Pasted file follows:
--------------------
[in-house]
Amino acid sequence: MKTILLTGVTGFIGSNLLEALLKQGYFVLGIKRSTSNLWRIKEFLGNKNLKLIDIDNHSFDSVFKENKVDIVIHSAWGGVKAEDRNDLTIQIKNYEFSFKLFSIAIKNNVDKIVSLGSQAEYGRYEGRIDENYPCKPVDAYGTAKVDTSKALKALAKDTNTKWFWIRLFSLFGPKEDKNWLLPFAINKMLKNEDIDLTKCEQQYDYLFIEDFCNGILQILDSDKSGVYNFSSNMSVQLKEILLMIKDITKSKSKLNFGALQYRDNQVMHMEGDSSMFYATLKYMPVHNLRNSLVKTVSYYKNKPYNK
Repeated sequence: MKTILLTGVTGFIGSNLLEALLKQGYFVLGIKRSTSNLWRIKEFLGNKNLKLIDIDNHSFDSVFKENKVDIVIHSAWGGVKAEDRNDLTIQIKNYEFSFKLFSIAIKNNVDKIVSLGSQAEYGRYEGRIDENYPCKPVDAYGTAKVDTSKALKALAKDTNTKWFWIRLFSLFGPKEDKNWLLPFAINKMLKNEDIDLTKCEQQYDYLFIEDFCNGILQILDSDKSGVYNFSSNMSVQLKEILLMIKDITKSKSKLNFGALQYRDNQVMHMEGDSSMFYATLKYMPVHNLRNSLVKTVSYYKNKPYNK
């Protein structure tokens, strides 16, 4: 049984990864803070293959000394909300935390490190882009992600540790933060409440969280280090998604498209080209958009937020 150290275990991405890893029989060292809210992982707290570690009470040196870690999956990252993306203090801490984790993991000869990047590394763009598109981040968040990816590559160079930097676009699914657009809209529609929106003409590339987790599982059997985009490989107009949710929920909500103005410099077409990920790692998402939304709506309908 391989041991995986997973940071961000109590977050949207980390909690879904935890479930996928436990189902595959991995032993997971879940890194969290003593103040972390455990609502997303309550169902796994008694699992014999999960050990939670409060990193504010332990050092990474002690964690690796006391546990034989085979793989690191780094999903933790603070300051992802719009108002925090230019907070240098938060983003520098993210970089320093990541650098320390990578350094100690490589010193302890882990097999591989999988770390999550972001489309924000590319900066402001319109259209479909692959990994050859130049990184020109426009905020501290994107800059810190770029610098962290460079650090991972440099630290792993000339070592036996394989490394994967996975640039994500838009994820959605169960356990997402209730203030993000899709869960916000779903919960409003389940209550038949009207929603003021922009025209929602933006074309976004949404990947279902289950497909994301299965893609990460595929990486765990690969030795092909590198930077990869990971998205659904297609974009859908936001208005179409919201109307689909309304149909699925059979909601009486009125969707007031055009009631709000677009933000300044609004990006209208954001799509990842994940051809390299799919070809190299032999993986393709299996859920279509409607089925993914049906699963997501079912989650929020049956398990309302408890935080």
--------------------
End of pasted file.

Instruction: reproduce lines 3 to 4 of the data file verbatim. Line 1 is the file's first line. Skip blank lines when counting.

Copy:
Repeated sequence: MKTILLTGVTGFIGSNLLEALLKQGYFVLGIKRSTSNLWRIKEFLGNKNLKLIDIDNHSFDSVFKENKVDIVIHSAWGGVKAEDRNDLTIQIKNYEFSFKLFSIAIKNNVDKIVSLGSQAEYGRYEGRIDENYPCKPVDAYGTAKVDTSKALKALAKDTNTKWFWIRLFSLFGPKEDKNWLLPFAINKMLKNEDIDLTKCEQQYDYLFIEDFCNGILQILDSDKSGVYNFSSNMSVQLKEILLMIKDITKSKSKLNFGALQYRDNQVMHMEGDSSMFYATLKYMPVHNLRNSLVKTVSYYKNKPYNK
């Protein structure tokens, strides 16, 4: 049984990864803070293959000394909300935390490190882009992600540790933060409440969280280090998604498209080209958009937020 150290275990991405890893029989060292809210992982707290570690009470040196870690999956990252993306203090801490984790993991000869990047590394763009598109981040968040990816590559160079930097676009699914657009809209529609929106003409590339987790599982059997985009490989107009949710929920909500103005410099077409990920790692998402939304709506309908 391989041991995986997973940071961000109590977050949207980390909690879904935890479930996928436990189902595959991995032993997971879940890194969290003593103040972390455990609502997303309550169902796994008694699992014999999960050990939670409060990193504010332990050092990474002690964690690796006391546990034989085979793989690191780094999903933790603070300051992802719009108002925090230019907070240098938060983003520098993210970089320093990541650098320390990578350094100690490589010193302890882990097999591989999988770390999550972001489309924000590319900066402001319109259209479909692959990994050859130049990184020109426009905020501290994107800059810190770029610098962290460079650090991972440099630290792993000339070592036996394989490394994967996975640039994500838009994820959605169960356990997402209730203030993000899709869960916000779903919960409003389940209550038949009207929603003021922009025209929602933006074309976004949404990947279902289950497909994301299965893609990460595929990486765990690969030795092909590198930077990869990971998205659904297609974009859908936001208005179409919201109307689909309304149909699925059979909601009486009125969707007031055009009631709000677009933000300044609004990006209208954001799509990842994940051809390299799919070809190299032999993986393709299996859920279509409607089925993914049906699963997501079912989650929020049956398990309302408890935080």